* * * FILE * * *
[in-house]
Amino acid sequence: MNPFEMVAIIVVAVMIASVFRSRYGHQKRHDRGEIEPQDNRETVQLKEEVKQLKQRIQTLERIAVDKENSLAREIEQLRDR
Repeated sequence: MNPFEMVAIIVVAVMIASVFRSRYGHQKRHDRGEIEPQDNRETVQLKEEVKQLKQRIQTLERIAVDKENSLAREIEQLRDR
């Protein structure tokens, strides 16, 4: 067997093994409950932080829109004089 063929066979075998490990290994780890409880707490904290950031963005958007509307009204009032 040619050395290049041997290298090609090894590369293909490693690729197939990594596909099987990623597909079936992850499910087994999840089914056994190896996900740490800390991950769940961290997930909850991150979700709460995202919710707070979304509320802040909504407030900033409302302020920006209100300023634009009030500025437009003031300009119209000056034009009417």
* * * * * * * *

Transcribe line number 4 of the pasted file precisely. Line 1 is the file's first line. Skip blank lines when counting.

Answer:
């Protein structure tokens, strides 16, 4: 067997093994409950932080829109004089 063929066979075998490990290994780890409880707490904290950031963005958007509307009204009032 040619050395290049041997290298090609090894590369293909490693690729197939990594596909099987990623597909079936992850499910087994999840089914056994190896996900740490800390991950769940961290997930909850991150979700709460995202919710707070979304509320802040909504407030900033409302302020920006209100300023634009009030500025437009003031300009119209000056034009009417």